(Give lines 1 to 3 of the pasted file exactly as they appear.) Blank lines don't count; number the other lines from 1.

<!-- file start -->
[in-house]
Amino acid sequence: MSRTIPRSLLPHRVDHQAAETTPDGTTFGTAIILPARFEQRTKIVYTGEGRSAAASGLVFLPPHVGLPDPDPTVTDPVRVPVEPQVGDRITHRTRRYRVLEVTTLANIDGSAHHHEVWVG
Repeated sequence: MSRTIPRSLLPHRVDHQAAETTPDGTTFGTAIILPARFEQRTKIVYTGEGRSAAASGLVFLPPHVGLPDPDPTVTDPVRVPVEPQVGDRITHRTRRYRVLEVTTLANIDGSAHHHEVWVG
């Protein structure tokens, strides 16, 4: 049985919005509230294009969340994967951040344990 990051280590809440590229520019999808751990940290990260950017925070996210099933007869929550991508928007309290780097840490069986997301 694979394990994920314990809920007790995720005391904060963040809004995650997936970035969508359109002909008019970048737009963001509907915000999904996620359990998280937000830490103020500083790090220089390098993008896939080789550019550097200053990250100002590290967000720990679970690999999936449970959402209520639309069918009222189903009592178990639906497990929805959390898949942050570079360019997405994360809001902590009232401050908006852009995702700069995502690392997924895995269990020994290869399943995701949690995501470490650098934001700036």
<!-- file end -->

[in-house]
Amino acid sequence: MSRTIPRSLLPHRVDHQAAETTPDGTTFGTAIILPARFEQRTKIVYTGEGRSAAASGLVFLPPHVGLPDPDPTVTDPVRVPVEPQVGDRITHRTRRYRVLEVTTLANIDGSAHHHEVWVG
Repeated sequence: MSRTIPRSLLPHRVDHQAAETTPDGTTFGTAIILPARFEQRTKIVYTGEGRSAAASGLVFLPPHVGLPDPDPTVTDPVRVPVEPQVGDRITHRTRRYRVLEVTTLANIDGSAHHHEVWVG